Last year I made a post about wearing sunglasses in a helm. Since then, I’ve bought a new helm, and my old sun protection was not covering as much as I needed. So I bought some film intended for blacking out car windows, and then worked on how to secure it in my helm.
This project is fairly simple, and makes use of the leather working tools I describe in my post Beginning Sewing and Leather Working.
The band that held my old sunglasses on my head kept slipping off, so I needed a way to attach the sun protection directly to my helm. I took industrial grade velcro (which has adhesive) and covered the interior of the eye openings with it. I made absolutely sure that the velcro inside my helm was the soft kind! The rough half of the velcro is attached to my new sun shades.
I needed a way to attach the film to my helm. Since this project needed to be durable and fraying fabric would be a problem, I decided this project would incorporate leather working instead of sewing. I made a pattern by folding a piece of paper in half and tracing the eye opening with a pencil.
If your helm doesn’t have a conveniently traceable set of eye holes, I encourage you to decide how far down you need sun protection, and make the edges of the leather at that point. If you’re working alone, tape the folded paper over one eye, look in a mirror, and decide how far down to make the lower edge. You probably won’t need to have the sun shade past the tip of your nose.
Folding the paper in half allows me to make us of bilateral symmetry. Or in plain English, folding the paper in half and cutting out the design makes it look professional because both halves of the design are identical. Here is the pattern on my helm.
While I was making these sun shades, I kept checking the work in progress against the helm. It’s easy to get so wrapped up in making a thing that small mistakes can produce an item that’s ultimately unusable.
There’s a saying about how you should “measure twice and cut one.” I measure about four or five times just to be sure I have everything correct for each stage of the project.
Here’s the leather that will become the backing of my sun shades. It leaves the eye holes open to maximize my shaded field of view.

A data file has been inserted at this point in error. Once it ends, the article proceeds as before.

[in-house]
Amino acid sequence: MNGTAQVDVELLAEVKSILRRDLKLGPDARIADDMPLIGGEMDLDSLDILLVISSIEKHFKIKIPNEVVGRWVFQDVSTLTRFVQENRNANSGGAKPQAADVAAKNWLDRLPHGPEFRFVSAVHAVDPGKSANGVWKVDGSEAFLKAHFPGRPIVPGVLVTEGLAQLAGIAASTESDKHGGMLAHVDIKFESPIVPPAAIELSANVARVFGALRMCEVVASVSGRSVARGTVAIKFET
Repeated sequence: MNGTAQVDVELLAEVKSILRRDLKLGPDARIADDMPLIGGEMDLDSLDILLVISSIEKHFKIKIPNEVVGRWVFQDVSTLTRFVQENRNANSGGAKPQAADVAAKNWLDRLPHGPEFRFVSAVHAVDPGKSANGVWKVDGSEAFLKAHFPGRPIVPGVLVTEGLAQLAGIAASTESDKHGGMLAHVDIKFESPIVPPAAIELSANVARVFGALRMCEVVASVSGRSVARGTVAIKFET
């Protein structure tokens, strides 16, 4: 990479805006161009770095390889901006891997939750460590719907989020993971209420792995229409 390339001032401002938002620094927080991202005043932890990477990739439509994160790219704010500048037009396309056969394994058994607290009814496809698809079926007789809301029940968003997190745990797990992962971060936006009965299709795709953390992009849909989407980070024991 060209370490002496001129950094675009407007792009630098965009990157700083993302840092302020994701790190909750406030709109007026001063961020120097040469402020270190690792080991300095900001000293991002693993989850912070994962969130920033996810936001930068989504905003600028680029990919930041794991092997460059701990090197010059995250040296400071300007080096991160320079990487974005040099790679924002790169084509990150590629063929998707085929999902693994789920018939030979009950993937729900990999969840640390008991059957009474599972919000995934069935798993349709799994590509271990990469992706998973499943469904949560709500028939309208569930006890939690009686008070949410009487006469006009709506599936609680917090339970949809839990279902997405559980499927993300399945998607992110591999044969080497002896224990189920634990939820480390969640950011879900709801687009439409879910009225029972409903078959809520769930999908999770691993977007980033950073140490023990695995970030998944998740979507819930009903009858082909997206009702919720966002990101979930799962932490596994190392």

Next, I took my leather pattern and put it down on graph paper. Once I traced the outline, it was easy enough to guesstimate the center of the leather. On that penciled line I marked every two squares (which is every half inch) so that the punched holes for my thread would be regular. You can see how I miscounted on the lower left side, and crossed off a few hole notations.
One question I’m often asked is, why do I go to such an effort to make my gear look professional? It’s just for my use and nobody will be looking at it as closely as I am. I have several reasons. First, being in the habit of making things with care means that when I receive a commission, my work will look good. Second, a large part of why I receive creative commissions is because I go to such lengths to make my work look good. (I hope I’ve accurately shown this in my blog. In many ways, this is my portfolio!)
Finally, the most important reason I take such care is strength and durability. With this sun shade, if I punched the leather anywhere I felt like, some stitches would be farther from the edges than other, and those irregularities lead to weak points and to the eventual breakdown of my work. Since I’m putting this much effort into my craft projects, I don’t want to be endlessly repeating the same projects.
Enough of the soap box. Once I had my pattern set, I cut it out of the plastic shade film and taped sharp-side-out velcro onto both the film and the leather. Notice how I taped everything down to the cutting mat.
The shade film was slippery, so I needed to secure it with a lot of masking tape before I started punching holes.
Once the holes were punched, I took the pattern layer off. You can see some of the holes I punched in the tape.
I left the tape attached until I was ready to stitch all of the layers of my sun shades together.
The layers: velcro, shade film, and just barely visible leather backing it all. The shade film is flimsy, so the leather is as much structural as it is a measure of comfort in my helm.
Here is the completed back side. It’s easier to see the stitches here. I close brown leather to make the stitches visible.
Finally, here is what my helm looks like with the sun shades in place. My final challenge is to remember to have a picture taken when I’m wearing it!